"In one meeting, I was sitting next to one lady who was not saying anything, and suddenly I got a feeling," she says. "I asked her if she was thinking of killing herself. She told me, 'I plan on doing it when I leave here. I'm going to kill me and my kid. I am so tired. I can't do this anymore.'"
Roberson asked the woman to give her and the other SURE Moms a chance to help.
"I still think about what would have happened if I hadn't come to the meeting that night," Roberson says. "She was thinking there was nothing out there to help her, and she could have taken her life and the life of her kids."
SURE Moms' Denise Wieck.
Denise Wieck is a SURE Mom who has launched her own gun safety nonprofit, called Lock It For Everyone (LIFE). She was motivated to take action after her son was accidentally shot by his best friend. He survived, but lost an eye and had to have part of his skull removed.
"I got started because of SURE Moms," Wieck says. "Florence saw my son and I were passionate about gun violence and making sure people take care of their guns properly."
Wieck says her group's long-term goal is to "get youth off the streets"; develop a program to teach life skills, anger management, and problem solving; and get kids invested in a better future.
Patricia Davis, who is currently serving as an intern for SURE Moms, remembers a friend inviting her to one of the group's earliest meetings. She didn't have a child in the justice system, but she wanted support from other moms in launching her own nonprofit.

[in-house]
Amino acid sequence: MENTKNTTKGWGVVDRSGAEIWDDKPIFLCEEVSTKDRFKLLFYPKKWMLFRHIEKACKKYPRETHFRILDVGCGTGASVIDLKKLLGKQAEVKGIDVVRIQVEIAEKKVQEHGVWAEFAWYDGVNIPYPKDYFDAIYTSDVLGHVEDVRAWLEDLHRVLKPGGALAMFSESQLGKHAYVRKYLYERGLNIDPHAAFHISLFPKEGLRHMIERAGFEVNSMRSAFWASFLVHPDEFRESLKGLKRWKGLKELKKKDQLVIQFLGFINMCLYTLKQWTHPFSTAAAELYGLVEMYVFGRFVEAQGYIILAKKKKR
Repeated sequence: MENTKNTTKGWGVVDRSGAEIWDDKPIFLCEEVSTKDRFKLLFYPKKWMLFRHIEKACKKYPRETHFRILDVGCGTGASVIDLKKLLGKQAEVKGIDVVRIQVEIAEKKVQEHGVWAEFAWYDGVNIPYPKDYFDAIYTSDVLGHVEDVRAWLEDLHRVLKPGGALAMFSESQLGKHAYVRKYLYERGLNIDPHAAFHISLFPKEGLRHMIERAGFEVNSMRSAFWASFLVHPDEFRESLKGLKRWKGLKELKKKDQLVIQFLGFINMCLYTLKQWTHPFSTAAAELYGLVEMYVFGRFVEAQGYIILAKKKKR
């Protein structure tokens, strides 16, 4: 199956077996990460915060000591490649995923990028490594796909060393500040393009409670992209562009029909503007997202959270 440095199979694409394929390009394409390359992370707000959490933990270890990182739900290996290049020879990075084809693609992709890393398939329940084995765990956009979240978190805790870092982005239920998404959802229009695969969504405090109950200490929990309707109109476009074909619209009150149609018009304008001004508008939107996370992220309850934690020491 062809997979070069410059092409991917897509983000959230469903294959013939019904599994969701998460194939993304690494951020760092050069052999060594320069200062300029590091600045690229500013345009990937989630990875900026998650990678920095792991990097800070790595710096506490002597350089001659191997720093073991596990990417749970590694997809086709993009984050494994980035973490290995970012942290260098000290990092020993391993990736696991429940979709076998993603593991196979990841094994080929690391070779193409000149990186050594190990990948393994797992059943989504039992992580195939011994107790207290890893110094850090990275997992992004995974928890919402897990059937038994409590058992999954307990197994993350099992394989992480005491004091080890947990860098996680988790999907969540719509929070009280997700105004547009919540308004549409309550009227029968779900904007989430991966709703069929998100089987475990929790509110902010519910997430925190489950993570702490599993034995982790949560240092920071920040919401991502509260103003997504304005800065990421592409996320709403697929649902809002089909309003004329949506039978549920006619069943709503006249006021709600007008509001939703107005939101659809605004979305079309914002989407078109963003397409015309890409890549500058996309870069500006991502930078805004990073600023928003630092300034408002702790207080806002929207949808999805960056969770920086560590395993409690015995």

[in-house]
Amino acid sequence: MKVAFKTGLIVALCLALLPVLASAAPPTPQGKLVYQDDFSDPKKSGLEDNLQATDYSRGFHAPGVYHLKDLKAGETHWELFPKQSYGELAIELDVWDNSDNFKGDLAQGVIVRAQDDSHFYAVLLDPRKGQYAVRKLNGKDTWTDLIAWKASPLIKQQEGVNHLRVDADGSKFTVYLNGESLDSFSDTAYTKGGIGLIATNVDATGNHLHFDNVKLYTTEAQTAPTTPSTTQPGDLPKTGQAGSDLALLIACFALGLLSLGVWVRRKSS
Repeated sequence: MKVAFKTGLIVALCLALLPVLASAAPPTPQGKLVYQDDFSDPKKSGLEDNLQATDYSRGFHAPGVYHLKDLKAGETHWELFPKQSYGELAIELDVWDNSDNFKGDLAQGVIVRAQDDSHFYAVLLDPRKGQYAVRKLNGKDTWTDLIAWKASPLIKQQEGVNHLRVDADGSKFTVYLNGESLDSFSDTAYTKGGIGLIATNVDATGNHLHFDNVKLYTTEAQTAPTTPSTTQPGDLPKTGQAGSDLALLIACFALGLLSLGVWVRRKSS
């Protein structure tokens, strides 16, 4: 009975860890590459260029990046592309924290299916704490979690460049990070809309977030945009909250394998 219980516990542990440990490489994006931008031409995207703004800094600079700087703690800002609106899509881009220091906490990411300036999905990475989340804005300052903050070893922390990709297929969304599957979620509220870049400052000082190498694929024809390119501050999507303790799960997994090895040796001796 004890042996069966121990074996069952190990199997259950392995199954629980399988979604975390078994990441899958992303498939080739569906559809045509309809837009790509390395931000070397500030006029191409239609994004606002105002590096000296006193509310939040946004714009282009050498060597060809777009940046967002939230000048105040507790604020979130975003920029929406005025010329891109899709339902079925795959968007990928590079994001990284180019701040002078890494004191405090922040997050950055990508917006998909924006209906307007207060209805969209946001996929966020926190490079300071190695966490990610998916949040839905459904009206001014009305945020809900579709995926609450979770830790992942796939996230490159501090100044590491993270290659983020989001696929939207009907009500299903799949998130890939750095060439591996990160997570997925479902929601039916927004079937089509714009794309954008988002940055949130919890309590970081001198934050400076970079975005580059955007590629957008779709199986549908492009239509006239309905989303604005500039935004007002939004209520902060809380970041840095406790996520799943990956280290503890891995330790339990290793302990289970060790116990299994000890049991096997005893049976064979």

SURE Moms intern Patricia Davis.
Once she began attending the group regularly, she also realized she had plenty of unexamined trauma from childhood abuse and three years in an abusive domestic relationship.
"One thing we all had in common was that we came from abusive relationships," Davis says. "I started hearing women's stories about the things they've been through. And then I realized that things I thought I'd forgotten about or forgiven, I had really just suppressed. SURE Moms is a place I can open up, scream, cry, yell, and cuss. I can open up, be transparent and raw. It's a place where I can turn my pain into purpose."
Davis is also doing that through the nonprofit, Free In Deed, that she launched with support from other SURE Moms. The organization's mission includes talent development and teaching young women about their self-worth to prevent them from succumbing to the abuse Davis suffered.
"A lot of these mothers had been through so much trauma, and they couldn't even help themselves," Roberson says. "This is somewhere they could come and discuss and see that you're not the only one. Pat [Davis] and other moms, they came in with all of that pain and everything, but now they're helping other mothers."
More information about SURE Moms is available here
Sarah Rigg is a freelance writer and editor in Ypsilanti Township and the project manager of On the Ground Ypsilanti. She joined Concentrate as a news writer in early 2017 and is an occasional contributor to other Issue Media Group publications. You may reach her at email@example.com.
All photos by Doug Coombe.